Mast is the ‘nut crop’ of the beech tree (Fagus sylvatica), but, in a broader sense, is the production of an enormous number of seeds. And the phenomenon is not restricted to beeches.It can also been seen in oaks, firs, spruces and pines.Such species are said to have ‘mast years’ and in such years it is basically impossible for animals to eat all the seeds ("predator satiation") so many seeds survive to the following spring and germinate.
In the case of beech, records suggest an underlying two year masting pattern but in practice really heavy masts (in England) are several years apart (between 5 and 12), probably due to climatic factors (late spring frosts, summer droughts). Good beech mast years do not necessarily make for good oak or ash mast years, though heavy cropping years are probably more frequent for oak than beech. Many animals feed on beech nuts or acorns.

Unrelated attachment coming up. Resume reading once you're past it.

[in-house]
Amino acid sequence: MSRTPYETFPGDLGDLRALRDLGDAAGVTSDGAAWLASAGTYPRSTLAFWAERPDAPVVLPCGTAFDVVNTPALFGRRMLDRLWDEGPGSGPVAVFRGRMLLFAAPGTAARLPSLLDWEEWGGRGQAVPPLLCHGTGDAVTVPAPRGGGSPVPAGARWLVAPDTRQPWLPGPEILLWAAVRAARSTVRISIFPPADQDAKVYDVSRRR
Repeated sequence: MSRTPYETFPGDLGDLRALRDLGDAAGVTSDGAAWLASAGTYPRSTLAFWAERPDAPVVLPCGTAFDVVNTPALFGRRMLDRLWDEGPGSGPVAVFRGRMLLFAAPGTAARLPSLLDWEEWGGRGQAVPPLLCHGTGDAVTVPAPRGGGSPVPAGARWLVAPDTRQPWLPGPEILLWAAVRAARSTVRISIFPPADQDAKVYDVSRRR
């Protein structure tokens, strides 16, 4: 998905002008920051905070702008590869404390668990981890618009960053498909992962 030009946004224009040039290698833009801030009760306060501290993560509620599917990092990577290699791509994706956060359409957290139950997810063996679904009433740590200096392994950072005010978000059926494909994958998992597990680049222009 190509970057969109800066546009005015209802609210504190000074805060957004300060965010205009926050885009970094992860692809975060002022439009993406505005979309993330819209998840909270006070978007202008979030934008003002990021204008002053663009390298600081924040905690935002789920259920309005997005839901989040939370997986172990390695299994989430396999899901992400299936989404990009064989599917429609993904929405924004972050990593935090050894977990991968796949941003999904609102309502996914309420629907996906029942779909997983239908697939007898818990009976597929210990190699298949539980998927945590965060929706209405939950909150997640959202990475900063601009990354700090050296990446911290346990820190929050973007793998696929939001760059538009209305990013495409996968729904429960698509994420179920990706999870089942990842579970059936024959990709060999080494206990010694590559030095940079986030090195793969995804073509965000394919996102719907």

The hazel dormouse (Muscardinus avellanarius), despite its name, is also partial to beech nuts. Squirrels (both red and grey) feed on beech mast and acorns. The breeding success of the dormouse and squirrels has been associated with mast years. In the past, pigs and boar fed on acorns and beech mast in woodlands throughout England.
The right to pannage, as it was called, enabled ‘commoners’ to fatten their pigs prior to slaughter. The practice is still to be seen in the New Forest where in 2006 the ‘pannage season’ was extended because of the enormous number of acorns.